Wednesday, August 21, 2013

Trusting Relationships

One of the things that I am always impressed with at large conferences like the Workers' Compensation Institute's in Orlando, FL every year is how much of a "people business" the industry is.

In what I like to refer to as the largest little industry in the financial world, relationships matter.

"Largest" because, based on the latest estimates, some $60 billion in premium was written in 2012.

That's almost as much as the net worth of Carlos Slim Helu.

"Little" because, when it really comes down to it, not that many people are in control of this industry.

That relationships matter makes sense in workers' compensation because the industry is itself a people business; the business of workers' compensation, in the end, is taking care of people.

Relationships matter between vendors, between lawyers, between brokers, between employers and employees. We don't sell a product, we sell relationships and relationships are based on trust.

The employer trusts this industry to take care of claims made against it for injury or illness on the job.

The employee trusts this industry to provide services and money to return to health and work.

Vendors and providers trust carriers and employers to pay them for services and products.

Carriers and administrators trust employers to pay them for protection and service.

Somewhere along the line there occur fractures in this relationship maze. Sometimes there are breaches of trust between industry vendors, between employers and employees, between all myriad of the complex web of various relationships.

Of all the relationships, though, trust in the government overrides all. Employers, employees, providers, vendors, carriers, administrators -  all put trust in the government to develop the work comp system in accordance with the intent and desires of the legislature.

One of the more complex relationship chores in the industry is taken on by government, and more specifically the regulators who are tasked with implementing legislative intent to keep order in the system.

Some of the folks I talked to at the WCI conference came away from the regulator's session astounded that Georgia had passed a 400 week cap on the provision of medical treatment benefits.

HB 154 was signed into law by GA governor Nathan Deal on May 6 and is effective as of July 1.

The 400 week cap on medical treatment does not apply to catastrophic injuries as defined by GA law.

As far as I know, GA is the only state at this time to implement a wholesale capitation on medical treatment benefits. There are states, such as CA regarding chiropractic services, where segments of the medical vendor industry are capped.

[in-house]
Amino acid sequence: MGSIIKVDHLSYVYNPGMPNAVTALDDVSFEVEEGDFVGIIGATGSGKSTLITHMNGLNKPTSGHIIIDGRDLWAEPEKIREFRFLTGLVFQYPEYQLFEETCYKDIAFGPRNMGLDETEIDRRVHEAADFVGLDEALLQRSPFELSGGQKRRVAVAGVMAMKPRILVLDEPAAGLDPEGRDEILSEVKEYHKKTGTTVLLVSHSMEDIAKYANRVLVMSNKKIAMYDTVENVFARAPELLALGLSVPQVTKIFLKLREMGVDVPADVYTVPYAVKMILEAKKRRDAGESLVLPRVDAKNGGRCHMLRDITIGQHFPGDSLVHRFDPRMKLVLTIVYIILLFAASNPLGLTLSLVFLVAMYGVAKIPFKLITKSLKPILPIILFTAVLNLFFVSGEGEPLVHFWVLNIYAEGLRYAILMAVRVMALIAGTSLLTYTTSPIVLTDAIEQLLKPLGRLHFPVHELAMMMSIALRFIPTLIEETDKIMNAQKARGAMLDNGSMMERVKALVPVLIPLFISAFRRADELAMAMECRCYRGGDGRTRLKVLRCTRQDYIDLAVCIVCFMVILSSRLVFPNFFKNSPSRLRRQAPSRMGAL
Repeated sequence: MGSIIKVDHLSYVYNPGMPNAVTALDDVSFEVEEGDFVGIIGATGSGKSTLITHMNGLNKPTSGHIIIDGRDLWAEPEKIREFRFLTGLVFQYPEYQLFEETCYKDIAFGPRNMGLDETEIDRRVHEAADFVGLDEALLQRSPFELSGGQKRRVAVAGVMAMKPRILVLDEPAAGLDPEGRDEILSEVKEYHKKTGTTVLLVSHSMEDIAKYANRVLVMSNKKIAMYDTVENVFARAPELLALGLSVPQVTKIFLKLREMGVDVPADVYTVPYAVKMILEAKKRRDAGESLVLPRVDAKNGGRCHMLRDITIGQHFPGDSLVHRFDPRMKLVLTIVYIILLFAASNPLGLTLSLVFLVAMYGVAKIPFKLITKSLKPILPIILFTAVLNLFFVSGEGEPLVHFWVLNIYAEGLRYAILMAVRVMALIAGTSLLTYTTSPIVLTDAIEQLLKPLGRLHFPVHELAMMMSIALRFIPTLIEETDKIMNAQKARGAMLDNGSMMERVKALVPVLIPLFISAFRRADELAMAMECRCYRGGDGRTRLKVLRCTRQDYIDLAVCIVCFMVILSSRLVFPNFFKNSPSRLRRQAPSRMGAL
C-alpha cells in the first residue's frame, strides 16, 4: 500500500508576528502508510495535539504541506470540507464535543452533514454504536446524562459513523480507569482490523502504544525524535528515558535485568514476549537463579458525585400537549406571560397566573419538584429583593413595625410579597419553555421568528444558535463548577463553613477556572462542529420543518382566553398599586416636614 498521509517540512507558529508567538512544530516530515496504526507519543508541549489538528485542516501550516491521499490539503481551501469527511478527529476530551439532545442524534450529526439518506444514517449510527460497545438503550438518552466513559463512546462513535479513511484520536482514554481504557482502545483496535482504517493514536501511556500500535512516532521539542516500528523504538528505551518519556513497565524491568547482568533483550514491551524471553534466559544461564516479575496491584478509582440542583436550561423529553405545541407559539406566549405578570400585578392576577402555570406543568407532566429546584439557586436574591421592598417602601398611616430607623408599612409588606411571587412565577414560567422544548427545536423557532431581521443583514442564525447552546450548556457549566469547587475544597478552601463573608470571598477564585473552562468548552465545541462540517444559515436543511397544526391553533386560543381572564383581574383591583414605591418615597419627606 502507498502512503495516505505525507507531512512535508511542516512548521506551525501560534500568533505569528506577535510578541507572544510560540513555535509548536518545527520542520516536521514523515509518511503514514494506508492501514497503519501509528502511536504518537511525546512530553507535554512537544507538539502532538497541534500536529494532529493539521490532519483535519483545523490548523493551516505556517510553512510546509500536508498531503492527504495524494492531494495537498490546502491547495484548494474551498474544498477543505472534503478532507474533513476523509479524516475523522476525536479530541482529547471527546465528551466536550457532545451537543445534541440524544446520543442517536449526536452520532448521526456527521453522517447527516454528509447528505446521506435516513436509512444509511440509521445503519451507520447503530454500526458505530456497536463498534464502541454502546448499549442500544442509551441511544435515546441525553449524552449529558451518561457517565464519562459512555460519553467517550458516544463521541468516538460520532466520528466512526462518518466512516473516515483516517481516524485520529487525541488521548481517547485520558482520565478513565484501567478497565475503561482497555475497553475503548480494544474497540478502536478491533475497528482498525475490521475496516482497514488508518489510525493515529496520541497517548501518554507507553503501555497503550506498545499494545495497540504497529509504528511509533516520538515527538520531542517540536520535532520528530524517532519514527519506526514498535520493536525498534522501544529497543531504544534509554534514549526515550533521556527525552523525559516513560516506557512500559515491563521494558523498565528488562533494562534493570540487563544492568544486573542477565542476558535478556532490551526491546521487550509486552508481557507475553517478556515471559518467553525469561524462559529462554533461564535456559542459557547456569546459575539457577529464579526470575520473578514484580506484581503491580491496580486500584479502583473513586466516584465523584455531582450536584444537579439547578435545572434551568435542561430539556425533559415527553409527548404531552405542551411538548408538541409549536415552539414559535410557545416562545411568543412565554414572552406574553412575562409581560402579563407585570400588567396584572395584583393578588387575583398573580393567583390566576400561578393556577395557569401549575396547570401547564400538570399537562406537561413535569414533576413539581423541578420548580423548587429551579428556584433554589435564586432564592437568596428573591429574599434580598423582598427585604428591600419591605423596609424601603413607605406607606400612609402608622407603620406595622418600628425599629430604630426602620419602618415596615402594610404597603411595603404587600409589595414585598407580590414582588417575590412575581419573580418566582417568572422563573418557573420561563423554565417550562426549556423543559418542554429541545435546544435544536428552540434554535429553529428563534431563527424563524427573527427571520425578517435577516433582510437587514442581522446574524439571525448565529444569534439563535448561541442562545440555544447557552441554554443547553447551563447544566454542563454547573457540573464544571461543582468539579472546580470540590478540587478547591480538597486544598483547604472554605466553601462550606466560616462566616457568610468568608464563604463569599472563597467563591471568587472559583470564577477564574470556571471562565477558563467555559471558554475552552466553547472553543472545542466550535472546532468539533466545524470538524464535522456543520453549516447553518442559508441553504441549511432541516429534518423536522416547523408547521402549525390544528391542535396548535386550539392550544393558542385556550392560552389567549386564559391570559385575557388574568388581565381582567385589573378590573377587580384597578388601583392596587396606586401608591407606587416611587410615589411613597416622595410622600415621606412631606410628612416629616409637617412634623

And there are other medical benefit provisions that have other caps, such as the prescription drug formulary in TX.

Regulators in GA, as described at WCI, face quite the task in implementing HB 154 in light of the statutory language, "which in the judgment of the State Board of Workers' Compensation shall be reasonably required and appear likely to effect a cure, give relief, or restore the employee to suitable employment." (This language appeared in the prior code section affected, but not with a duration cap.)

The law change also mandates a 15 day payment period for medical services and goods.

There is also an exception to the general rule where an attempt is made to return the claimant to work but it is unsuccessful, and the employer then needs to prove that the injured worker is not entitle to a reinstatement of benefits.

At WCI the GA presentation (as did many of the other less acutely affected state presentations) remarked how difficult the job is to draft and get approval of regulations that comply with the intent of the law.

In CA, regulators are burdened with a huge new panoply of legislative implementation, not the least of which is the new Resource Based Relative Value Scale for medical services.

Employer groups and carriers are upset with the Division of Workers' Compensation because they believe that DWC's proposed regulations are outside the legislative intent of SB 863 and will increase costs.

Some medical groups believe that segments of the medical vendor population won't receive fair compensation for services, and others believe that more attention needs to be paid to services that are "by report."

In TX, carriers and providers both agree that utilization review objections need to be in writing in comments provided to DWC's proposed UR rules.

In each of these situations, and countless more, dialogue is initiated between interests, either in cooperation or competition, and the government is in the middle, listening to the various arguments and trying to understand where regulatory action will put the workers' compensation system into the best position to maintain the critical relationship between the employer and employee.

And it is the relationships between all of us, whether there is agreement or discord, that makes all of this happen.

All of this sometimes seems insanely complex. But we put trust in the government, and in each other, to make things happen.

We may not agree all of the time and we may differ in interpretations, but most of the time we trust each other, and we trust the government, to do the best that can be done in the interests of system outcomes.

Without this trust, and without these relationships, chaos and anarchy ensue, which does nothing for anyone.

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